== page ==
UNIVERSITY PLACE, Wash.
Jordan Spieth had been running a little hot all day, generating cheers with his brilliant sand saves and putting and also generating sparks with a fit of pique when he double-bogeyed the 18th hole to lose the outright lead at the U.S. Open heading to his back nine yesterday at Chambers Bay.
When he got to the ninth tee, which was his last hole, Spieth was grinding hard after a bogey at the seventh to fall out of a tie for the lead and a missed birdie chance at the par-5 eighth.
When he stepped on the elevated ninth tee box, checking the wind blowing against him on the 237-yard par 3, you figured par was a good score.
But the 21-year-old Masters champion took in the moment and loved everything about it, calling that tiny target far below "gettable."
"I love that hole from up top," Spieth said. "It's a beautiful view. The ball stays in the air forever. You have to judge the wind alternatives. If you hit a good, solid shot, it ends up going near the hole."
In the next 20 minutes or so, Spieth would show the guts, the grinding ability and the determination that made him a major champion, and he would show the compassion that endears this fresh young face to the galleries.
Going after playing partners Jason Day and Justin Rose, Spieth sent his tee shot soaring into the bright blue sky and onto the green, where it rolled eight feet from the pin.
As the players and caddies made the steep downhill trek to the green, Day suddenly experienced an episode of vertigo and keeled over on a sharp slope by the green. Spieth rushed to help and tried to shoo away the photographers. After treatment by paramedics, a shaky Day made a nice bunker shot but two-putted for bogey.
After all the dramatics, the delay and the distraction, how would Spieth react? By calmly rolling in the 8-footer for birdie, a second-round 67 and a share of the second-round lead at 5 under with Patrick Reed. That's how.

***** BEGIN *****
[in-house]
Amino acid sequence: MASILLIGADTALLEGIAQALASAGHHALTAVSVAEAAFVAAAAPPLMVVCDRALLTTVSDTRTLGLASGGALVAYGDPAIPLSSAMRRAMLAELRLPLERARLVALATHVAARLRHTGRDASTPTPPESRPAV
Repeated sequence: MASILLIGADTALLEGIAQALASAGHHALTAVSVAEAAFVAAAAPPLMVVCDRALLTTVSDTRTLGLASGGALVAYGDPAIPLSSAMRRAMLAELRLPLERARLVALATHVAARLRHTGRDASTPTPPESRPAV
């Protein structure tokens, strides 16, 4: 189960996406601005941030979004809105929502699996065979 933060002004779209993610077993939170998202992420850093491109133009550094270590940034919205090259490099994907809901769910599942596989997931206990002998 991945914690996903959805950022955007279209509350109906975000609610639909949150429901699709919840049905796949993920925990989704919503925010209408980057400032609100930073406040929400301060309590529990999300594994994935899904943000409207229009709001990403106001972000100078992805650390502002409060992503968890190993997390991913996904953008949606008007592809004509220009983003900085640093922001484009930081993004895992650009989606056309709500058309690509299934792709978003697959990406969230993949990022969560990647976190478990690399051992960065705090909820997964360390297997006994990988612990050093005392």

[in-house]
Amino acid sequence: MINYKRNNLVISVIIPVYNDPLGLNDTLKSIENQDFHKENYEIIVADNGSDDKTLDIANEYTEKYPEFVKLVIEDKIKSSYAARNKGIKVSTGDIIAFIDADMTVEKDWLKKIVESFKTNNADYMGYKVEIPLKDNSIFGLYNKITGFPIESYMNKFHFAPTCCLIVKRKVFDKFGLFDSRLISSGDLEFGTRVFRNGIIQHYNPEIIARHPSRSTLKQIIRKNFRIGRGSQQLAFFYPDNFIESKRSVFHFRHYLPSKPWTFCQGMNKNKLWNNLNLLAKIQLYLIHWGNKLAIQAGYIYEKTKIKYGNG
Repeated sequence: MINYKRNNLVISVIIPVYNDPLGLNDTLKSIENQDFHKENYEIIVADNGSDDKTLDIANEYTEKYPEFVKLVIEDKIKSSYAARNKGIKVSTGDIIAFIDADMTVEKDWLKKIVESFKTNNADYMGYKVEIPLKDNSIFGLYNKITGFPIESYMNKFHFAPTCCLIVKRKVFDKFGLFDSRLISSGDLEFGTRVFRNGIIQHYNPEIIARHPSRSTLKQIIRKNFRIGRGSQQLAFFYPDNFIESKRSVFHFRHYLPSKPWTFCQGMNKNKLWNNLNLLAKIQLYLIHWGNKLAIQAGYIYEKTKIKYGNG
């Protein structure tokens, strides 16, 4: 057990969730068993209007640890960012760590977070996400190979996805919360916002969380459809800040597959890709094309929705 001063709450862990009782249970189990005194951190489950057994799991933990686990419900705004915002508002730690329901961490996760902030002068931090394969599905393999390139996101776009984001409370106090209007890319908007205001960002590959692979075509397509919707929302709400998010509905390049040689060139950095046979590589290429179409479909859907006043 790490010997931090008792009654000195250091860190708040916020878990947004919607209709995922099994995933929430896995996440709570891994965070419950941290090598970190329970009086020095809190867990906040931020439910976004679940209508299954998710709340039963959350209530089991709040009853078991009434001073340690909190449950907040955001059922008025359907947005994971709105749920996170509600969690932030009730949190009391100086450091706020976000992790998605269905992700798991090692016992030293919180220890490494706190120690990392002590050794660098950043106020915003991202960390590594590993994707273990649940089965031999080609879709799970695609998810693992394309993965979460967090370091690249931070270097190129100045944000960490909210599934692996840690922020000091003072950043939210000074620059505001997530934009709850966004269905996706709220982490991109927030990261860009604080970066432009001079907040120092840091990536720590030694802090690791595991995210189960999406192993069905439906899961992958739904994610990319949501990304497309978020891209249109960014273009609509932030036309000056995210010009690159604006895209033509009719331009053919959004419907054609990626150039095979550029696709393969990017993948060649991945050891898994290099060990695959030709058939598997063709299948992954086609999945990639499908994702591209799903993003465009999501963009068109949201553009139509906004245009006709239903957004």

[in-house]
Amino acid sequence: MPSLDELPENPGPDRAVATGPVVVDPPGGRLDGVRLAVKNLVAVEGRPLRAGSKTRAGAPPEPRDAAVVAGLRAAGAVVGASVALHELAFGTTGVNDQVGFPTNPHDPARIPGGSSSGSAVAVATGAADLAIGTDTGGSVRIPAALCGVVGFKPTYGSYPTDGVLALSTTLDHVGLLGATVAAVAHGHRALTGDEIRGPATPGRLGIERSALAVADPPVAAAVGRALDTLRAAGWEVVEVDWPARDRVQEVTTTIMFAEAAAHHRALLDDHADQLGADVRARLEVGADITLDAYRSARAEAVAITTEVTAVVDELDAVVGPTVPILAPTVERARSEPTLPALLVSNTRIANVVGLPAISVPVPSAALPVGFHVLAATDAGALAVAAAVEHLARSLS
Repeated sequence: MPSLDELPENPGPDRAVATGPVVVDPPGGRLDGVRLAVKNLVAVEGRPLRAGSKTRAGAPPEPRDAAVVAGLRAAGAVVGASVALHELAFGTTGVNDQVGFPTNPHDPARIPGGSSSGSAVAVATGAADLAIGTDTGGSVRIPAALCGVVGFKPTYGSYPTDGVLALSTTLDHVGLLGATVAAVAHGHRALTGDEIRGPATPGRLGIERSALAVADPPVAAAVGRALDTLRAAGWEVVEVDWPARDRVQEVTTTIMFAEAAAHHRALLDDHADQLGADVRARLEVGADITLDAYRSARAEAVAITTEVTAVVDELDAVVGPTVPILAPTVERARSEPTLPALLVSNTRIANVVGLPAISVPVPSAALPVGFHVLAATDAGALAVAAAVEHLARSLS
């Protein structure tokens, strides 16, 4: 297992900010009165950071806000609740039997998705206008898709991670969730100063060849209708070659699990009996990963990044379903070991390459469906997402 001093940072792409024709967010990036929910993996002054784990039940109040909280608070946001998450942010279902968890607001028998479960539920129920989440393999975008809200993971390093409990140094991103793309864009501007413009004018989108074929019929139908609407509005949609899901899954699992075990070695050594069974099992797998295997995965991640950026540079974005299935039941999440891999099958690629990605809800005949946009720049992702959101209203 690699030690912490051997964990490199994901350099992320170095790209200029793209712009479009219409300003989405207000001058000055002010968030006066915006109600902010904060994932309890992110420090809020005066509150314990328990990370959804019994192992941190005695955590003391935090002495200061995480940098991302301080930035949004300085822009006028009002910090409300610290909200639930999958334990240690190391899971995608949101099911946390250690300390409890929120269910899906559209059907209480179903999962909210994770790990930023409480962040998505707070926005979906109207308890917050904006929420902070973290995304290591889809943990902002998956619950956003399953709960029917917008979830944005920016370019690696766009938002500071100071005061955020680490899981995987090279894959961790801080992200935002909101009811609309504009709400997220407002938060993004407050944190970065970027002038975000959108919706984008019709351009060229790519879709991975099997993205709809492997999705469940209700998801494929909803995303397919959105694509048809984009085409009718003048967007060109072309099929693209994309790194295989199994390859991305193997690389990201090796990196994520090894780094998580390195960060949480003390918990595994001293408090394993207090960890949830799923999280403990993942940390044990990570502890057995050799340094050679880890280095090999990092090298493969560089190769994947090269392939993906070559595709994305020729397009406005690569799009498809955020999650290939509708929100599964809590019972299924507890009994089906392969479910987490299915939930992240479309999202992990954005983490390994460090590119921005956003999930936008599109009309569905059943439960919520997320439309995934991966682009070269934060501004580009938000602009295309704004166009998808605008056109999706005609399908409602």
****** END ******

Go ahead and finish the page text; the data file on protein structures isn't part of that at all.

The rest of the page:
"That was one of the better birdies I've ever made given the situation," Spieth said.
"All in all, I went to the ninth tee saying, 'Let's hit a solid shot on the green. So I fed a 5-iron in and cut it into the wind, and I had a dead straight putt to about 8 feet. There was some wait time in between, but I actually got a read off Jason's putt and was able to knock it in."
You could say Spieth's ability to handle the unexpected medical emergency surrounding Day's condition added to the degree of difficulty of his U.S. Open test. He said Day gave no indication of a problem earlier in the round.
"I was walking with him, and the next thing I know, I turned around and I think he got dizzy and slipped and fell," Spieth said. "At that point, how can we help him out and kind of clear the scene and keep the cameras off and let him rebound from being dizzy? We were trying to look out for him."
The person to look out for this week is Spieth. He was asked if players are discussing the obvious demise of Tiger Woods and said all the right things about how he has enjoyed time spent with Woods and wishes him the best. "But as far as talking about it, there is no murmur," Spieth said. "We're just focusing on ourselves."
Golf is moving on. Spieth is ranked No. 2, and he's chasing No. 1 Rory McIlroy and the second leg of the Grand Slam this week the way he put on the blinders and chased down that birdie at the finishing hole.